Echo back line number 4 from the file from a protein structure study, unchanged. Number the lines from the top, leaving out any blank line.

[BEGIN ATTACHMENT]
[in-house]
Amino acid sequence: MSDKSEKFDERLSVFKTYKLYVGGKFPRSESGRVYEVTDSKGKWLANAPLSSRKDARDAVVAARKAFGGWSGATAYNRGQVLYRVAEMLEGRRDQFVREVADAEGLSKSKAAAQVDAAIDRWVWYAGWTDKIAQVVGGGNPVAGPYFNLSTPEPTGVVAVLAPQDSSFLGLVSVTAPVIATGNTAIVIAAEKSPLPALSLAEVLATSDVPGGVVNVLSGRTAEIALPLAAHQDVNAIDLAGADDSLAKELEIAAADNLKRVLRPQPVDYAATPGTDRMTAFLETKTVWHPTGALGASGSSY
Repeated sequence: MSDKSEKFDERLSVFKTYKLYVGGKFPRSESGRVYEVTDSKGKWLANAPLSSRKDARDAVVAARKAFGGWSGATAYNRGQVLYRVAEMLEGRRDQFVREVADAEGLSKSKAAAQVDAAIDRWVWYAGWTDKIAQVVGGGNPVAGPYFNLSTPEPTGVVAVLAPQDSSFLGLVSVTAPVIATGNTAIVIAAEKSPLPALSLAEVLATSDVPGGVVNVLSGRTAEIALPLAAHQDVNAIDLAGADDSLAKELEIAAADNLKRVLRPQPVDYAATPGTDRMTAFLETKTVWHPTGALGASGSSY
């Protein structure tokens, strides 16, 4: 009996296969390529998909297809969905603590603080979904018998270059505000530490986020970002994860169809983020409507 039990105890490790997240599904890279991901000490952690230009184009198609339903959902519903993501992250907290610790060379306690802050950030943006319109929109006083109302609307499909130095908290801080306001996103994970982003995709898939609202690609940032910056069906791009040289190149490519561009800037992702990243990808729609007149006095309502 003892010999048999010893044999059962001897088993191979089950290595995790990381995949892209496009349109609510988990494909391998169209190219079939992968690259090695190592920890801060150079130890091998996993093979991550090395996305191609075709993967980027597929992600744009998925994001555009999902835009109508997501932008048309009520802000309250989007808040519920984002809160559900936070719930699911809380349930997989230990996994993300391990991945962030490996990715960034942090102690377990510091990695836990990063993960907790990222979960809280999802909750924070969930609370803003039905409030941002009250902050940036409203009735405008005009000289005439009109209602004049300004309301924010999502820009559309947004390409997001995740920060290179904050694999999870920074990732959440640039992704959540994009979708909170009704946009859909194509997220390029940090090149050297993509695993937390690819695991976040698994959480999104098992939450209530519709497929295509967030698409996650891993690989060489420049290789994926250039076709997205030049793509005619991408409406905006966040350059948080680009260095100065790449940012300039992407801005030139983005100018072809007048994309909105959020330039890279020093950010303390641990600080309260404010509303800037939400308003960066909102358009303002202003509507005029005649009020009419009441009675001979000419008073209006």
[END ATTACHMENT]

């Protein structure tokens, strides 16, 4: 009996296969390529998909297809969905603590603080979904018998270059505000530490986020970002994860169809983020409507 039990105890490790997240599904890279991901000490952690230009184009198609339903959902519903993501992250907290610790060379306690802050950030943006319109929109006083109302609307499909130095908290801080306001996103994970982003995709898939609202690609940032910056069906791009040289190149490519561009800037992702990243990808729609007149006095309502 003892010999048999010893044999059962001897088993191979089950290595995790990381995949892209496009349109609510988990494909391998169209190219079939992968690259090695190592920890801060150079130890091998996993093979991550090395996305191609075709993967980027597929992600744009998925994001555009999902835009109508997501932008048309009520802000309250989007808040519920984002809160559900936070719930699911809380349930997989230990996994993300391990991945962030490996990715960034942090102690377990510091990695836990990063993960907790990222979960809280999802909750924070969930609370803003039905409030941002009250902050940036409203009735405008005009000289005439009109209602004049300004309301924010999502820009559309947004390409997001995740920060290179904050694999999870920074990732959440640039992704959540994009979708909170009704946009859909194509997220390029940090090149050297993509695993937390690819695991976040698994959480999104098992939450209530519709497929295509967030698409996650891993690989060489420049290789994926250039076709997205030049793509005619991408409406905006966040350059948080680009260095100065790449940012300039992407801005030139983005100018072809007048994309909105959020330039890279020093950010303390641990600080309260404010509303800037939400308003960066909102358009303002202003509507005029005649009020009419009441009675001979000419008073209006």